With the math more or less insurmountably against him, Bernie Sander's campaign is struggling to go on after yesterdays drubbing in four out of five states. Indeed, there are reports that he is cutting staff as he tries to find a path forward. So where does that leave Sanders and his supporters? A piece in te New York Times makes the case that Sanders has set a large part of the agenda for Democrat party going forward. Sanders may have lost the nomination fight, but his ideas and the issues he championed will likely live on. Here are column highlights:
At this point, Bernie Sanders is the figurehead of a living idea and a zombie campaign. The issues his campaign has raised are likely to resonate with the progressive left for decades, if not forever, but his path to becoming the Democratic nominee is now narrower than a cat’s hair.
It’s over. He knows it and we know it. The New York Times reported on Wednesday that Sanders “is planning to lay off ‘hundreds’ of campaign staffers across the country and focus much of his remaining effort on winning California.”
And yet he continues to carry the torch and keep the flame alive so that his supporters — or more appropriately, the supporters of the causes he has advanced — have an opportunity to cast protest votes in the few remaining contests. He has gone from leading a revolution to leading a wake.
I think people have mischaracterized the choice being made between Sanders and Clinton. It is not necessarily a clean choice between idealism and pragmatism, between principle and politics, between dynamism and incrementalism — though all those things are at play to some degree. But to me, it is more about where we peg the horizon and how we get from here to there.
The ideals are not in dispute. What’s in dispute is whether our ideals can be reasonably accomplished by a single administration or a generation. Sometimes you have to cut deals to reach ideals. That’s politics.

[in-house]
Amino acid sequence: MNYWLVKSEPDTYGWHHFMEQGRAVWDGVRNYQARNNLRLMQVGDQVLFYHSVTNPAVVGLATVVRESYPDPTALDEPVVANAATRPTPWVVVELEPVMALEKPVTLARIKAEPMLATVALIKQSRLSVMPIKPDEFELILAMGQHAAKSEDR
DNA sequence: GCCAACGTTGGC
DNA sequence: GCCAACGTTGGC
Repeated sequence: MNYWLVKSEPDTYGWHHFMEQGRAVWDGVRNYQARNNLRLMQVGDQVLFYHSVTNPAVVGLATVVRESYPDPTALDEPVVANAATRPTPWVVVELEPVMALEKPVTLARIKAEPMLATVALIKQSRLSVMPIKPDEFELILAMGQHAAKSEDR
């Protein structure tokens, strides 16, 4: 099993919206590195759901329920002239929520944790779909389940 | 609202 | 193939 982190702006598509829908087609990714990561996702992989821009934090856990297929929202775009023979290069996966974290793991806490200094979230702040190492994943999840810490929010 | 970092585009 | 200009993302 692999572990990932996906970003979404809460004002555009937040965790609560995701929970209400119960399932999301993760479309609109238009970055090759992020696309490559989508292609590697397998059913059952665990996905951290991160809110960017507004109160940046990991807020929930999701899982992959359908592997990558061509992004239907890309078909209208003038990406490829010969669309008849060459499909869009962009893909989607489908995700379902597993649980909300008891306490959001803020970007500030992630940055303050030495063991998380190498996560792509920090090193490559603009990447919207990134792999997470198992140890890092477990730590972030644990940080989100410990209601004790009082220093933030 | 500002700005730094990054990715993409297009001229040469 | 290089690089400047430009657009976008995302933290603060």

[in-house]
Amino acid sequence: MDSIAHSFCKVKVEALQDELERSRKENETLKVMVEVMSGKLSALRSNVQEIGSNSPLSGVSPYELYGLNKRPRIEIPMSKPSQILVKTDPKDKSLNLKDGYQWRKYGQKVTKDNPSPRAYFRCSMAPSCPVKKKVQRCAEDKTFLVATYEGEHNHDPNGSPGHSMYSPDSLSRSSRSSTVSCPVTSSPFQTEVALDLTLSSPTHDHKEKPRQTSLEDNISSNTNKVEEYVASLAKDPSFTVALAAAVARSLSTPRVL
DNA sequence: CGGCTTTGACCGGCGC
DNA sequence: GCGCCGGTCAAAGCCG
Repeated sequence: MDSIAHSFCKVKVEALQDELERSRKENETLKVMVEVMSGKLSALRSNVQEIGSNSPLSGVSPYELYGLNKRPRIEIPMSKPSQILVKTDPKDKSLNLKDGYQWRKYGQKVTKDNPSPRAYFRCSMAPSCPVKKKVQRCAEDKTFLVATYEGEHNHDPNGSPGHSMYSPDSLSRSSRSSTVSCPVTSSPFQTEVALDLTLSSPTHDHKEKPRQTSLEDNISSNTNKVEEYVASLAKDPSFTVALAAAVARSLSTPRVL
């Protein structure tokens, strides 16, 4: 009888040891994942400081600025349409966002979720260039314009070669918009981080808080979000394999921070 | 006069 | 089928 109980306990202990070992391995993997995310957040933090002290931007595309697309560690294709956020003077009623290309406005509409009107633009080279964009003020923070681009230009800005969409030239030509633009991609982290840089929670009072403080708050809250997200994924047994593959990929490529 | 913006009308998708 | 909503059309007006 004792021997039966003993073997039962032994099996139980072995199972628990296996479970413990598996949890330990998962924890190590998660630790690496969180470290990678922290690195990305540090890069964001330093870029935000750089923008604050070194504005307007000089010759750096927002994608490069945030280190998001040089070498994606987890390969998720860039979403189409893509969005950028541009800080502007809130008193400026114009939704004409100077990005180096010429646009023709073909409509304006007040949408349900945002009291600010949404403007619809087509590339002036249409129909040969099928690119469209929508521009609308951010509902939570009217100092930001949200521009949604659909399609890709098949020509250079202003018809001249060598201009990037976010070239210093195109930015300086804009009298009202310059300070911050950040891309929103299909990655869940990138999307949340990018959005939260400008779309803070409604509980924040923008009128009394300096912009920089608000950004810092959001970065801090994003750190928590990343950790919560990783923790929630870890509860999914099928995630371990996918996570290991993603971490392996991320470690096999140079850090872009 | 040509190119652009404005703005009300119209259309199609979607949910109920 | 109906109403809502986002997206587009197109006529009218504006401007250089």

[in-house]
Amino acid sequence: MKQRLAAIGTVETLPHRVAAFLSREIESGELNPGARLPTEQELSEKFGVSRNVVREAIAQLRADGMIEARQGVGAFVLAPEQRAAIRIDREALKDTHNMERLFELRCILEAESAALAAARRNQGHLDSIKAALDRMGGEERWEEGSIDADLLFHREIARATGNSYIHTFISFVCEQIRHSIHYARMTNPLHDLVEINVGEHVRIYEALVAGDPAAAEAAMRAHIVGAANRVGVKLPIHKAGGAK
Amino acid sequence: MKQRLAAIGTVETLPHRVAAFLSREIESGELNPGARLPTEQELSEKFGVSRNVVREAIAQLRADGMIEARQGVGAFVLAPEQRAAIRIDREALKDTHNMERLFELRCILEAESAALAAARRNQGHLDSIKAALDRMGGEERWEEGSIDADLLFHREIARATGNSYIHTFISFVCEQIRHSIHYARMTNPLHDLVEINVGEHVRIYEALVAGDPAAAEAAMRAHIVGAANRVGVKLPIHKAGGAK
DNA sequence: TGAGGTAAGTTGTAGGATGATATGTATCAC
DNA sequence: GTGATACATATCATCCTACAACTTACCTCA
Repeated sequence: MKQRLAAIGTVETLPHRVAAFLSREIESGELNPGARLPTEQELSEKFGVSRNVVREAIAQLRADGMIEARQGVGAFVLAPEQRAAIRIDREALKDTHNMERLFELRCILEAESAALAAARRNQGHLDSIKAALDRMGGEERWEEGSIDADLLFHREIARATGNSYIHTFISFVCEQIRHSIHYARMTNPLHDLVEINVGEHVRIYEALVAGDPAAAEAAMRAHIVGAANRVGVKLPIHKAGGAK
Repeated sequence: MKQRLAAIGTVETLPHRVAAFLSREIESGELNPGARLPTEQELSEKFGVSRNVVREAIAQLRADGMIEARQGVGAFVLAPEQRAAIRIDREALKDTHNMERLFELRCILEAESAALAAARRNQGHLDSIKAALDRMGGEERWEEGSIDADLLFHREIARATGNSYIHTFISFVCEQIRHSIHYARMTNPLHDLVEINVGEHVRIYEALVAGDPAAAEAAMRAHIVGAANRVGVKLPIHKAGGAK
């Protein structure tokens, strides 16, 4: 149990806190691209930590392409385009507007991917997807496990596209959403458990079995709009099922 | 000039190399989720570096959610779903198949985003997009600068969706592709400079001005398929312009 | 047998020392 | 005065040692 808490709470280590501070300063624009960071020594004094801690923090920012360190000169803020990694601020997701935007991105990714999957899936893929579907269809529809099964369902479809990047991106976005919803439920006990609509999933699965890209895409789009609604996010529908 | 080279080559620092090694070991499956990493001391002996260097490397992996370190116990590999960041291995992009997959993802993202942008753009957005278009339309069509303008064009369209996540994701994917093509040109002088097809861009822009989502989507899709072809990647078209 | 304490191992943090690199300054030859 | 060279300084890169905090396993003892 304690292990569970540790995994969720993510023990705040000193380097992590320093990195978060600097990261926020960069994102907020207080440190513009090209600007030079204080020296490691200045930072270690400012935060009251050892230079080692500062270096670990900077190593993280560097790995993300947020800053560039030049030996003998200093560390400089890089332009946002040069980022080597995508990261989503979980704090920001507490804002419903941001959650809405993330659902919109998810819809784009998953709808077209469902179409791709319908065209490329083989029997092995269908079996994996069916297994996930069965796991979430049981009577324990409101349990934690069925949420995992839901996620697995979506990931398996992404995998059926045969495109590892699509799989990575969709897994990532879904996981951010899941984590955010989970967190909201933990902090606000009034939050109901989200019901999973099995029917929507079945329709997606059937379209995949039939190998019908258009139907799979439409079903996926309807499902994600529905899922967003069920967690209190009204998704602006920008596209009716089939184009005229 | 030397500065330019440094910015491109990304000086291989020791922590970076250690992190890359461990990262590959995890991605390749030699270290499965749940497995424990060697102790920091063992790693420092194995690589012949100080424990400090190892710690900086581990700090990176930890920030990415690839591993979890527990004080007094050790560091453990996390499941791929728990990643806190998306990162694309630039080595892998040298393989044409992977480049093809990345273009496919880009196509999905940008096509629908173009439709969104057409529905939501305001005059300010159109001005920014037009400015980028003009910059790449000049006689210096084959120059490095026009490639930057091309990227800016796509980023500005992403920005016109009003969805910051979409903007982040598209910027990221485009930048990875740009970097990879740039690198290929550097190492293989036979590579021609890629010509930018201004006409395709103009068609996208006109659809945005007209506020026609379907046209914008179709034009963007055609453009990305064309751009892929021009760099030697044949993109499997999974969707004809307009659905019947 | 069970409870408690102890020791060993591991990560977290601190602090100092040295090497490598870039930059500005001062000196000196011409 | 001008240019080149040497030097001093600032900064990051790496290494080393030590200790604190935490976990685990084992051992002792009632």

Now, you could argue that our politics are broken, as Sanders has, and you would be right. Moneyed interests — that of industries and individuals — have far too much influence. Our two-party system is heavily skewed to favor establishment candidates, although Sanders’s success and Donald Trump’s offer strong evidence that the party apparatuses are not inviolable.
What requires less debate is the often-repeated refrain that Sanders’s supporters are the future of the Democratic Party. In state after state, often whether he won it or not, he carried youth vote by wide margins. [
P]art of it is what Harry Enten pointed out on Friday: The Democratic electorate turning out in 2016 has been a lot more liberal than it was in the last competitive Democratic primary, in 2008.”
It wouldn’t be surprising to see the moderate/conservative portion of the Democratic primary electorate become a minority in the next 10 years. It’s the youngest Democrats who are more to identify as “very liberal.” It could very well be that someone matching Sanders’s ideological outlook will be more successful down the road.
First we have to see what comes of the general election, in a contest that at this point seems to pit Clinton against Trump. Although current polling shows Clinton with an overwhelming edge, making political predictions seven months in advance is a fool’s errand.
[W]hile current polling favors Clinton, history does not. The last time a Democratic president succeeded a multi-term Democratic president was when Harry Truman succeeded Franklin D. Roosevelt in 1945.
However the election breaks in November, the Sanders coalition — largely young, liberal and white — will not likely be satisfied. Either Clinton will win, and it will simply feel like a lesser of two evils, a subsuming of a righteous cause into a waffling contrivance; or Clinton will lose, and the Sanders coalition will feel vindicated that the wrong Democratic candidate won the nomination.
Either way, the cause lives. Universal health care becomes no less attractive. Neither does free public college, or campaign finance reform, or a more pacifist foreign policy.
The Democratic Party, for better or worse, is likely to move further toward progressive purity in Sanders’s wake. This may backfire, and encourage a nominating process that pushes otherwise moderate and widely attractive candidates to adopt increasingly extreme policies that make them nearly un-electable, as has happened with the Republican Party.
That, to me, seems to be at least part of the Democratic Party’s future. Whether that is a utopian or dystopian future, only time will tell, but the reckoning is coming. This, I believe, will be a fixture of the Sanders legacy: Drag a center-left party further left — whether one calls that True Left or Extreme Left.